How To Create Blue Flame Text On Carbon Fiber Background

 

In this tutorial, we’ll see how we can create this really cool text effect in just a few easy steps. It’s simple! Anyone can do it!

CARBON FIBER

1. We’ll start off by creating the carbon fiber background. To do this, we first need a base pattern.
In Photoshop, create a 4px x 4px square at 72 dpi.

2. You’ll barely see it once created, so Zoom (Ctrl / Cmd +) in all the way on the document.

3. Select the Pencil Tool (B) at a size of 1px, and fill the blank canvas with these colors left to right (2 pixels per color), according to the sample below. This will determine the pattern arrangement of the final result. Ours is just a guide, but feel free to experiment with the pixel placement to achieve different types of patterns.

Colors according to placement:
#3B3B3B #656565
#949494 #000000
#656565 #3B3B3B
#000000 #949494

4. After that, go to Edit > Define Pattern. Name the Pattern as “Carbon”, and click OK. You now have your pattern saved.
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5. Create a new document. We set ours to a size of 840px x 640px, 72dpi, then to Edit > Fill. 
Select \”Pattern\” as your Content, and choose the pattern that you just created from the drop-down menu.

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6.You now have a carbon fiber backdrop.

TEXT
1.Download the “Supreme” font from 1001fonts.com.

2.With White selected as the font color, type in a word of your choice. Some of the characters were too close to each other so we set the tracking to -75.

3. Now go to Layer > Layer Style > Blending Options, or just double click the text layer.

4. Here, we will be using the following settings for:
A) Drop Shadow

B) Outer Glow
Note: Color used is #00A0CE

C) Bevel and Emboss
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D) Gradient Overlay
Note: Color used is #0096FF

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You will end up with something like this.

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5. Rasterise the text layer and duplicate it. Select the duplicated text layer and choose Filter > Blur > Gaussian Blur, at a radius of 5.

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6. Set the layer as \”Overlay\” and this is how it will look like.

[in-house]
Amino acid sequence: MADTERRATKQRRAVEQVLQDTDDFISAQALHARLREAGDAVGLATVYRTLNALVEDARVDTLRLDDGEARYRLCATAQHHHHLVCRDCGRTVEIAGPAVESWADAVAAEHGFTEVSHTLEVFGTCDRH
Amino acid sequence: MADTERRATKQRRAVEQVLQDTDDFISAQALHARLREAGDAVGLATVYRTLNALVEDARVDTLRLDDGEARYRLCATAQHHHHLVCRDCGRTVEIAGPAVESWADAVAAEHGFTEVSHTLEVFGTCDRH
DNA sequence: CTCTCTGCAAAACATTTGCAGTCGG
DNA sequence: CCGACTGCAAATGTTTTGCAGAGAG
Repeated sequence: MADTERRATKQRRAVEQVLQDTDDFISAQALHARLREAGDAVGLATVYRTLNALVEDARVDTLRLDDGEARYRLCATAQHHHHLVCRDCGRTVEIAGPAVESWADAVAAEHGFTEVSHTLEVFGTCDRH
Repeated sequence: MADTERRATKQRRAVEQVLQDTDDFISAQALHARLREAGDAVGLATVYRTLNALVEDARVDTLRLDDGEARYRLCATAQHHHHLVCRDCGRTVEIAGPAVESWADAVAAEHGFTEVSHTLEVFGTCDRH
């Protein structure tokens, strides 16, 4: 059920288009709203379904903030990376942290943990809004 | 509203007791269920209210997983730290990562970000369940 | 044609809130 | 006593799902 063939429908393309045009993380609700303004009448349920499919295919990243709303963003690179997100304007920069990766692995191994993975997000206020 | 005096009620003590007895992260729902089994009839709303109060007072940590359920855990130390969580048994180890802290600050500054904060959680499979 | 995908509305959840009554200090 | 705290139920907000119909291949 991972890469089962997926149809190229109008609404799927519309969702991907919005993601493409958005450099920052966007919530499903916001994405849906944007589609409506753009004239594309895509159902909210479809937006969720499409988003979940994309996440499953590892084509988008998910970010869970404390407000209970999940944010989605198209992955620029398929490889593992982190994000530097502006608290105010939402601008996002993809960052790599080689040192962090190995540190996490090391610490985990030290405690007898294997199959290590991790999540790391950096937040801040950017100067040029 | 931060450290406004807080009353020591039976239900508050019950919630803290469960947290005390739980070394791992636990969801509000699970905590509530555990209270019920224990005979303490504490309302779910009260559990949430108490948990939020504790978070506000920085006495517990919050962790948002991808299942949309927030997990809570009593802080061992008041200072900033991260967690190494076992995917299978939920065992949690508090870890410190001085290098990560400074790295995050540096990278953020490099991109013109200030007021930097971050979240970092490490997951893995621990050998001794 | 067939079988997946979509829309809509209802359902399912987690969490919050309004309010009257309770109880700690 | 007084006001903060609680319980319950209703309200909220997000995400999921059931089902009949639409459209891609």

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FLAMES
1. Open an image of a flame. We are using: 2782305 © Jon Helgason

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2. What we\’re going to do next is to extract the flames from the original image. At the Channel\’s palette, click on the channel that has the best contrast. In this case, it is the Green channel. Ctrl / Cmd + Click to make a selection of it.

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3. With the channel selected, click on the RGB channel, then copy (Ctrl / Cmd + C) and paste (Ctrl / Cmd  + V) the selection into your working canvas.

4. Name this new layer \”Flames\”.

5. Here, we turned off the visibility of the text layers so we can work better with the flames.

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6. Using the lasso tool (L) at a feather of 20px, select parts of the flame you would like to use by copying and pasting them into new layers.

Turn the visibility for \”Flames\” off. We\’ll just keep it aside for backup from now, just in case you want to copy more flames to use on your image.

7. Bring the text layers back. Use the Free Transform Tool (Ctrl / Cmd +  T) as well as the Warp Tool (Edit > Transform > Warp), to shape each individual flame that you copied and apply them to the text according to your preference.

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8. We duplicated some of the flames again to fill in empty spots.

 

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9. When you think it looks good enough, merge the flame layers and set the layer blending option to \”Screen\”.
LIGHTING EFFECTS
1. For the final step, we will put in some light effects. Select the Background (Carbon Fiber) Layer. Go to Filter > Render > Lighting Effects. Here are our settings:

Note: Color used is #0096FF

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2. Once that\’s done, duplicate the Background layer and set its layer blending mode to \”Overlay\” and flatten the image, discarding hidden layers.

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3. Here\’s the finished artwork.

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